Eno's original inspiration for his ambient series came from natural sounds
intruding on composed music, but Music for Airports, The Plateaux of Mirror
and Day of Radiance had not included these elements. On Land suggests
terrain, landscape, the ambience of a place. Even the song titles: "Unfamiliar
Wind (Leek's Hills)," "Dunwich Beach Autumn 1960," or "A
Clearing" seem to suggest documentation of real or imagined locations,
field recordings from an unknown land. Dark, murky thuds and hums, organic
whirrs and chirps blend with electronic and acoustic instrumentation to
create an engaging, slightly ominous soundworld. Despite perceptions of
the style, the first three albums of Eno's Ambient series were not synthesizer-based,
instead starting with acoustic instruments, albeit transformed, looped
and altered by studio processing. On Land included more electronic timbres,
although often indistinguishable from the processed acoustic sounds and
effects. This combination of quiet atmospheres and natural sounds best
exemplifies the central aesthetic of ambient music to follow.
And the Stars Go With You
Jonn Serrie's name is synonymous with spacemusic. The composer is renowned
for his numerous works commissioned by planetariums around the world,
and Serrie's 1986 debut album And the Stars Go With You reshaped and redefined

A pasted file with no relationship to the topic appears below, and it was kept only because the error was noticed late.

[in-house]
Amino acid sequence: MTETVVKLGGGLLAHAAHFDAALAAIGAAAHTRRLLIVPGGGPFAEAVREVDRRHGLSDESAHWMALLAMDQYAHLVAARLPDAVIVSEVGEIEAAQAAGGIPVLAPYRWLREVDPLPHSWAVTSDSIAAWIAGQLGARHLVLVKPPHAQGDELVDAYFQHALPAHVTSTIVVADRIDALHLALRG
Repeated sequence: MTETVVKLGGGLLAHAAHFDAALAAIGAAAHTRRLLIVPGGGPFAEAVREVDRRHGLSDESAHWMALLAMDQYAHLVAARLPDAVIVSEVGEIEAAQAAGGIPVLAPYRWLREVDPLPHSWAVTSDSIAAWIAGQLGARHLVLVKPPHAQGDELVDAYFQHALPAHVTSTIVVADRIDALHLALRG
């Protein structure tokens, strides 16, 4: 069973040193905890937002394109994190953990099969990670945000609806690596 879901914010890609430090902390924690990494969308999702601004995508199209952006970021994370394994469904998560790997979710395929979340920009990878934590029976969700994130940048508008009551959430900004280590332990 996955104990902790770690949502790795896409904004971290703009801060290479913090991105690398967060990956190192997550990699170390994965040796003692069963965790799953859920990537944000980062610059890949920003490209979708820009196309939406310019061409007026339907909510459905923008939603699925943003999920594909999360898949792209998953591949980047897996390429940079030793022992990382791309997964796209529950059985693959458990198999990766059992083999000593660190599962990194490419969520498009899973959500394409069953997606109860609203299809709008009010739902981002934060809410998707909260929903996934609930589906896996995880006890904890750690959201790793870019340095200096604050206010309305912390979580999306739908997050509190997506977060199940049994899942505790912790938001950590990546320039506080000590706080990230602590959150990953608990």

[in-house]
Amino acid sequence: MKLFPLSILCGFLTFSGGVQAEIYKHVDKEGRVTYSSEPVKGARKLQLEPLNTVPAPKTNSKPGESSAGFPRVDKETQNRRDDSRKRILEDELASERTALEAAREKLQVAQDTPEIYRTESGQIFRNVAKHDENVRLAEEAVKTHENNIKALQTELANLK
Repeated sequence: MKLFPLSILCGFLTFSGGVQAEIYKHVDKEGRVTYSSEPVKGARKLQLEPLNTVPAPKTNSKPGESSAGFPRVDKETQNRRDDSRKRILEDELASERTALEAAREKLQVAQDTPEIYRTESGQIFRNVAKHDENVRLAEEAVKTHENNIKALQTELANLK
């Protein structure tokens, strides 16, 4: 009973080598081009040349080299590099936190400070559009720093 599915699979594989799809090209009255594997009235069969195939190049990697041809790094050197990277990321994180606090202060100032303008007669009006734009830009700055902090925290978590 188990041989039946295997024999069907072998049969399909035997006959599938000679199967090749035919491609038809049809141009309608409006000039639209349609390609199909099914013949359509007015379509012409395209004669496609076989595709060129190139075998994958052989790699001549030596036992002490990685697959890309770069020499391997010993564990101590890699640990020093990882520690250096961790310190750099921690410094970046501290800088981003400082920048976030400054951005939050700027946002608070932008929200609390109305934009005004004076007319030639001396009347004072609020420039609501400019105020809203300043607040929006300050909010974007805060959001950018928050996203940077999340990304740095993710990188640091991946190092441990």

ambient spacemusic. Serrie was working on the Teacher in Space Project
for NASA in '86, and composed musical material for the event. The Challenger
disaster affected him deeply, and Serrie expressed his feelings musically-the
results becoming his first album. In '88, the album was used in the opening
production ceremony of the Christa McAulliffe Planetarium in Concord,
New Hampshire, and the music is dedicated to her memory. Although Stars
is more often associated with "spacemusic" as opposed to "ambient,"
the line separating the two subcategories is a blurry one, and many listeners
use this album as an atmospheric backdrop, rather than a soundtrack for
their own space journeys.
A Rainbow in Curved Air
Rainbow is a gentle, melodic, flowing piece, which swirls like a psychedelic
dance. It features the use of Riley's "time Lag accumulator,"
a two-tape deck delay system. Rainbow features delayed electric organ,
harpsichord, and the rocksichord with dumbek providing a sparse rhythmic
section. This intoxicating and seeming unending repetition of this music
became somewhat of a cult favorite with the '60's counter-culture. His
composition In C is often credited with launching the minimalist movement,
and Rainbow, meant to simulate his all-night improvised concerts, underscores
the similarities between minimalism, psychedelia, and spacemusic. The
repeating cycles of minimalism are reflected in Eno's tape loops, Tangerine
Dream's sequencers and even Mike Oldfield's cycling structures. This hypnotic
piece is a good introduction to Terry Riley's work which integrates repetition,
improvisation, drones, classical Indian ragas, alternate tunings and electronics.
Harold Budd/Brian Eno
Four years after the release of The Plateaux of Mirror, Budd and Eno returned
to that earlier format and created another subtle gem, beautiful and melancholy
at the same time. Again exploring the interaction of sparse, Satie-like
piano figures with electronic processing that blurred and smeared the
edges of the sound, Budd and Eno created songs with infinite layers to
be explored, despite their minimalist structure. The poetic titles such
as "A Stream with Bright Fish" and "Against the Sky"